IMPACT OF EXPOSURE TO URBAN DEVELOPMENT ON STONEFLY FUNCTIONAL COMPOSITION AND TAXONOMIC DIVERSITY IN THE SOUTHERN APPALACHIAN MOUNTAINS
Several studies have shown that urban development can increase autochthonous energy input into waterways. First order streams provide a vital habitat for aquatic macroinvertebrates, particularly shredding detritivores, which rely on allochthonous input as their primary energy source. High biodiversity and a range of urbanization make the Southern Appalachian Mountains an ideal location to study the impacts of human development on freshwater fauna. We sampled 32 sites, all first order streams, to determine the effects of development on functional composition and taxonomic diversity of stoneflies (Family: Plecoptera). Environmental parameters were measured at each site to quantify the level of development. We chose to focus on Plecoptera because they represent a large proportion of the shredding detritivores that depend on the autochthonous input from riparian vegetation. Samples were identified to genus and analyzed using linear regression and cluster analyses to determine if any environmental variables are significantly correlated with functional or taxonomic trends.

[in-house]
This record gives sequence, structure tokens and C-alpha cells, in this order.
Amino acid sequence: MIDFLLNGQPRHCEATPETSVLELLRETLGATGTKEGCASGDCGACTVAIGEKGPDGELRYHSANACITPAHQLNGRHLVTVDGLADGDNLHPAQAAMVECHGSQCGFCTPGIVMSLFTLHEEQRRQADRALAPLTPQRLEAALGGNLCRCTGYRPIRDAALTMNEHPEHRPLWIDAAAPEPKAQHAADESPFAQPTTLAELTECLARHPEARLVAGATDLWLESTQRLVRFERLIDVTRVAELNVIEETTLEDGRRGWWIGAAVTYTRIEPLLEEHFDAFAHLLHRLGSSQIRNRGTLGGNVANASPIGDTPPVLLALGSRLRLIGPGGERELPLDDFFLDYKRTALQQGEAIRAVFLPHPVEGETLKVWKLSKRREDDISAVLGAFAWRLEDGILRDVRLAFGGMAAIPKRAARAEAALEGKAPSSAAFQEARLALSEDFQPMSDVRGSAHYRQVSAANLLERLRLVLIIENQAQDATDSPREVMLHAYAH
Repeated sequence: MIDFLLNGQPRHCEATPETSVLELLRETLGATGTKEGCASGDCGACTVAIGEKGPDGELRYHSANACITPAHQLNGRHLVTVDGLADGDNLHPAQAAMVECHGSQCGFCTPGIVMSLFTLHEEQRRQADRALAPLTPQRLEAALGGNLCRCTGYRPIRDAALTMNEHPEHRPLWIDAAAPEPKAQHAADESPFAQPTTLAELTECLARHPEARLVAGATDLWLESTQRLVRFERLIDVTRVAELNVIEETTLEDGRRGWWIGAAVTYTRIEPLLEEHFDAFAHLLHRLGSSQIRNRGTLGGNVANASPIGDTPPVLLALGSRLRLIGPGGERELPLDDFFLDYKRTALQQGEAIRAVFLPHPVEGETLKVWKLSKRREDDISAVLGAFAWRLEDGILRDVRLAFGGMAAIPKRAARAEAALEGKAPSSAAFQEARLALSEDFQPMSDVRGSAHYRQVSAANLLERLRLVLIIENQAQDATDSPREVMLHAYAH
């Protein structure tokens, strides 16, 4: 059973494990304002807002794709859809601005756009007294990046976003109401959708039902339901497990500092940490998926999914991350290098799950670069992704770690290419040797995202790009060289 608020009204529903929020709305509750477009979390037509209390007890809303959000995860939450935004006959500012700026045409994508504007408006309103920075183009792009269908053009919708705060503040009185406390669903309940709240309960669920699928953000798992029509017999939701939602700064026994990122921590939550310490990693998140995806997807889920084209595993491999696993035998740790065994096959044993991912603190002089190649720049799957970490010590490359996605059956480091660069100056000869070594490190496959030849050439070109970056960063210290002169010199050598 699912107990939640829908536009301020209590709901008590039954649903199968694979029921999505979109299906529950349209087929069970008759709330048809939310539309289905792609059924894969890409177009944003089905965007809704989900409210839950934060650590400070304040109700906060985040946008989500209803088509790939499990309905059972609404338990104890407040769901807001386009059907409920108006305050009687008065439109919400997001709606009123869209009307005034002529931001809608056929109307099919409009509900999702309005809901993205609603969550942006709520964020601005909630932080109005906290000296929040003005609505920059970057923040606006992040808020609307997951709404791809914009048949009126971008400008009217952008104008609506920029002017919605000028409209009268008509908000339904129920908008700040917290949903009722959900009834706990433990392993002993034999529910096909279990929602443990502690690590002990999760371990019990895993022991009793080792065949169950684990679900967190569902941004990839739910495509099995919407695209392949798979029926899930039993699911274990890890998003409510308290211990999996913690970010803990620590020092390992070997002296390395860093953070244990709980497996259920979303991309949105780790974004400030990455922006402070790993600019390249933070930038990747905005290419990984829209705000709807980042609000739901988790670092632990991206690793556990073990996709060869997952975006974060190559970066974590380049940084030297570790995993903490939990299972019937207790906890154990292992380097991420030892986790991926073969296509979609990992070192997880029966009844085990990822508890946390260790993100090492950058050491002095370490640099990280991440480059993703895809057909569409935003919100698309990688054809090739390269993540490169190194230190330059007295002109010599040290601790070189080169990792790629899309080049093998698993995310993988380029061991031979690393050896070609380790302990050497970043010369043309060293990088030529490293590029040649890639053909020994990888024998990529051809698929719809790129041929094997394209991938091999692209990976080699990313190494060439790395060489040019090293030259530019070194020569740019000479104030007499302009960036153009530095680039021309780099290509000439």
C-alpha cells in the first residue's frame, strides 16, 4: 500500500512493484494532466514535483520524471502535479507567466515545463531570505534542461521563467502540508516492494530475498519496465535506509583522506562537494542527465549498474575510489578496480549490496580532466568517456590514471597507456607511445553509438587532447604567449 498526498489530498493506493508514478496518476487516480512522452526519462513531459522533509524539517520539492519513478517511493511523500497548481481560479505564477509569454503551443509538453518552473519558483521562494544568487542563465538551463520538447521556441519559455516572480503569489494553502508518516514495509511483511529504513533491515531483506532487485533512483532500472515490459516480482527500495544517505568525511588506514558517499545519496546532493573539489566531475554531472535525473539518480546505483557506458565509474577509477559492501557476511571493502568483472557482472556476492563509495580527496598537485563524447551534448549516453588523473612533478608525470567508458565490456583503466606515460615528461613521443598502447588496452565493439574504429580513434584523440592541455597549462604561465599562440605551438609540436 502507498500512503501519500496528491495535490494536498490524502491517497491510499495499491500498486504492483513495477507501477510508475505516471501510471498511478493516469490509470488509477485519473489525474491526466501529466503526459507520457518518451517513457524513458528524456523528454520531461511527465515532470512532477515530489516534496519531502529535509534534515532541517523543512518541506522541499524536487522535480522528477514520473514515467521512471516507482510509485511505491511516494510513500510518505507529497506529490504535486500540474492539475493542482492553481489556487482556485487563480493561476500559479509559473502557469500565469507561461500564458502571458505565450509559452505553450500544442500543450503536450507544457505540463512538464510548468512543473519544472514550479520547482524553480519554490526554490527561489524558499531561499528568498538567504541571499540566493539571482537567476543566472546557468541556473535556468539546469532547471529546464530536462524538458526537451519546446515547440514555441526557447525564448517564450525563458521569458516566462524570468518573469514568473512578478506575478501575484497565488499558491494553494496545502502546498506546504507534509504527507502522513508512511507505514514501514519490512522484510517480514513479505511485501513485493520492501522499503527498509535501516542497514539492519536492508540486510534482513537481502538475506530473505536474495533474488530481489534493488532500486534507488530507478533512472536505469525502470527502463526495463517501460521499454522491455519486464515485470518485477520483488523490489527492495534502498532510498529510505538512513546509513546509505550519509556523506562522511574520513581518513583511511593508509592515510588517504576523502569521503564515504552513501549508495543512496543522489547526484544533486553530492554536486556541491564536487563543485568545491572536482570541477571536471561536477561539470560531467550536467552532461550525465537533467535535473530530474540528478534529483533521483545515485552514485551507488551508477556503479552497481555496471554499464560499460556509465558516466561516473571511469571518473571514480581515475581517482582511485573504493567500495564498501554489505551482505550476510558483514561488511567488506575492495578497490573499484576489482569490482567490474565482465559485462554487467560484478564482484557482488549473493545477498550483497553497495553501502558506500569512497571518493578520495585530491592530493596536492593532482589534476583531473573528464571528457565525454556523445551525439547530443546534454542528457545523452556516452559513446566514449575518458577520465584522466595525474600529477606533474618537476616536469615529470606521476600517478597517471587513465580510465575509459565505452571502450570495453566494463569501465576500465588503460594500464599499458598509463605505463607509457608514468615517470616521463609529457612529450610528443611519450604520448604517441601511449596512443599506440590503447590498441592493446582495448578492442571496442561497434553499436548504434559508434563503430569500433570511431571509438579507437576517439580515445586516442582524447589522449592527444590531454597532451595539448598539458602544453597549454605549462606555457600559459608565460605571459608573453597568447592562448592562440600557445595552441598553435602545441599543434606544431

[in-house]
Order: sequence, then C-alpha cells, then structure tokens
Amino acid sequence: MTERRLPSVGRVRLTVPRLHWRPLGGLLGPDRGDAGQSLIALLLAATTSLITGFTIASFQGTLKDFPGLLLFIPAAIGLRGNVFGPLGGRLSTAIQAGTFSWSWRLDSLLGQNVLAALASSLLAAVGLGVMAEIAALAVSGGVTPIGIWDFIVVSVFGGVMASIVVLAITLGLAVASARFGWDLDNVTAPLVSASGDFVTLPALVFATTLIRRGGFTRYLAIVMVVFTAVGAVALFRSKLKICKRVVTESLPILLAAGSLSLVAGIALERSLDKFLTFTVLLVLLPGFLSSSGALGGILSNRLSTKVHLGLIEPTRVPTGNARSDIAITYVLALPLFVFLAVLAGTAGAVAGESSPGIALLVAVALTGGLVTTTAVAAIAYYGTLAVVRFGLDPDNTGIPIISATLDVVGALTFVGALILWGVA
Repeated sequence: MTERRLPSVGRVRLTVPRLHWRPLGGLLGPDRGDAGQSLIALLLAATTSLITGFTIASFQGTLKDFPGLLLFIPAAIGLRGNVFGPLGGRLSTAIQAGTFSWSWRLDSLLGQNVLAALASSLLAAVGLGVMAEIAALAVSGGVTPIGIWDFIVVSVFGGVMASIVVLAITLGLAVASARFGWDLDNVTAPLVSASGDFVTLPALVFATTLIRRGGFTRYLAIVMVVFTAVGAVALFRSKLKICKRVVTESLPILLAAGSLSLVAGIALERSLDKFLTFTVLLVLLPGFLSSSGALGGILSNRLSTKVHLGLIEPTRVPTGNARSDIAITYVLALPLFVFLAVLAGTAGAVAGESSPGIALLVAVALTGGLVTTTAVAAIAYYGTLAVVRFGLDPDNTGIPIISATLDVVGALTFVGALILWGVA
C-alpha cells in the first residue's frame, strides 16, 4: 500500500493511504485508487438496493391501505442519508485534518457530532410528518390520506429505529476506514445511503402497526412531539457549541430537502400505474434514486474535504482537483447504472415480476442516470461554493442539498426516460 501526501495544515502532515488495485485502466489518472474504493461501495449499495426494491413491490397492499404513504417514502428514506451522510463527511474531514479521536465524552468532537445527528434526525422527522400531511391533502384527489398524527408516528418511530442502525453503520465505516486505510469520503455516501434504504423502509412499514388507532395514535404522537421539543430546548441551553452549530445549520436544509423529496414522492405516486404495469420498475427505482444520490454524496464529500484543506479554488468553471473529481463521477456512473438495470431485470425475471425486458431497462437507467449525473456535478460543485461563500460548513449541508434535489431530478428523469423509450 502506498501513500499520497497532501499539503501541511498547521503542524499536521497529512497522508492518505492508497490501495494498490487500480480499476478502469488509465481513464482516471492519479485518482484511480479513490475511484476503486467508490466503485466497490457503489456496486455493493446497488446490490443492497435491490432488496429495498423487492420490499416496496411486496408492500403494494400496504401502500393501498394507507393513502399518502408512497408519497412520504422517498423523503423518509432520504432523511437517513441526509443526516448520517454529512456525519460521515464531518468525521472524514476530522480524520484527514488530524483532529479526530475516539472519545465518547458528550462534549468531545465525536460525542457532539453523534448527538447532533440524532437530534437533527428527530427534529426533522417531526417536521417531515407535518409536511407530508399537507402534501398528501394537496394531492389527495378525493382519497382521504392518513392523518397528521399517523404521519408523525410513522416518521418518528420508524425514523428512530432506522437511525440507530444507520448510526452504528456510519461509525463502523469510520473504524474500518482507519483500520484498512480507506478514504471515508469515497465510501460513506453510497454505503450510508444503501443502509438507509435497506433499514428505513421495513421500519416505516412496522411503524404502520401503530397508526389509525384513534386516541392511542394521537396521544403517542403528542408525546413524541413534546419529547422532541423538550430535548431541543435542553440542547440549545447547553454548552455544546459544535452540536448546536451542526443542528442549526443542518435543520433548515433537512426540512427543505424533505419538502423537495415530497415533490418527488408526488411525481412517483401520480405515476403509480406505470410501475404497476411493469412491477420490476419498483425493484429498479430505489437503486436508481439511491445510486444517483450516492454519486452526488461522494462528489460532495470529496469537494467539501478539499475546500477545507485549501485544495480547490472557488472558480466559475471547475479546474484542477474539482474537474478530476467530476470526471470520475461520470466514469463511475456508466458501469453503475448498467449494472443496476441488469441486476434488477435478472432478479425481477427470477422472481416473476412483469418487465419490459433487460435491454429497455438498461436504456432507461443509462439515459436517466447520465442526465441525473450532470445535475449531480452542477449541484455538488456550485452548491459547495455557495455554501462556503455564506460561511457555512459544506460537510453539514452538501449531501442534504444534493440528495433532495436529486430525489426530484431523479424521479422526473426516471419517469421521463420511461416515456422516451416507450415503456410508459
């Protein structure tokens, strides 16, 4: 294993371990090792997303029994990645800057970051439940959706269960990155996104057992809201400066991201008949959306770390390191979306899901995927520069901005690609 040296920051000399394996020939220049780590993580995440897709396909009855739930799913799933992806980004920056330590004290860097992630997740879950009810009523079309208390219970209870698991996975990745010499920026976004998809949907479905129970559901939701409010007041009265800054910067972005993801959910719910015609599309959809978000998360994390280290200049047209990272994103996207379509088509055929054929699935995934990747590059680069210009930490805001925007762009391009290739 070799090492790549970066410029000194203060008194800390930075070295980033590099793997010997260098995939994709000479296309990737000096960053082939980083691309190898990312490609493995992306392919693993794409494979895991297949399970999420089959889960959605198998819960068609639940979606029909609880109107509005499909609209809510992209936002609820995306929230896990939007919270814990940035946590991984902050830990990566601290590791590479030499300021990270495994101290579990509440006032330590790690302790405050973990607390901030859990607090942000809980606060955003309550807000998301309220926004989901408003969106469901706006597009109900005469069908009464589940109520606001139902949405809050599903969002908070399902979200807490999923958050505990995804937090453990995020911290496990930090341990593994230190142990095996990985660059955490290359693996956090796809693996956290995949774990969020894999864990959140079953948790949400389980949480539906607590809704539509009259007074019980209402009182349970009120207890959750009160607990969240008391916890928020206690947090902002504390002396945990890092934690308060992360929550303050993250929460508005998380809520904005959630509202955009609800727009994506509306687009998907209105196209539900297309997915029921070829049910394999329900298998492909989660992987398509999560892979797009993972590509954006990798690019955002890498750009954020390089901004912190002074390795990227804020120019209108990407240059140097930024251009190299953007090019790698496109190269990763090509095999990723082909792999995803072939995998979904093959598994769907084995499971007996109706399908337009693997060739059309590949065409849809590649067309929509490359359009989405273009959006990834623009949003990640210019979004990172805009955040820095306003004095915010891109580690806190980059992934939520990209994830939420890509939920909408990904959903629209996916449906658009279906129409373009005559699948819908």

Briana Cairco (Primary Presenter/Author), Clemson University, firstname.lastname@example.org;
John C. Morse ( Co-Presenter/Co-Author), Clemson University, email@example.com;
Michael Caterino ( Co-Presenter/Co-Author), Clemson University, firstname.lastname@example.org;
Kyle Barrett ( Co-Presenter/Co-Author), Clemson University, email@example.com;
Nathan Weaver ( Co-Presenter/Co-Author), Clemson University, firstname.lastname@example.org;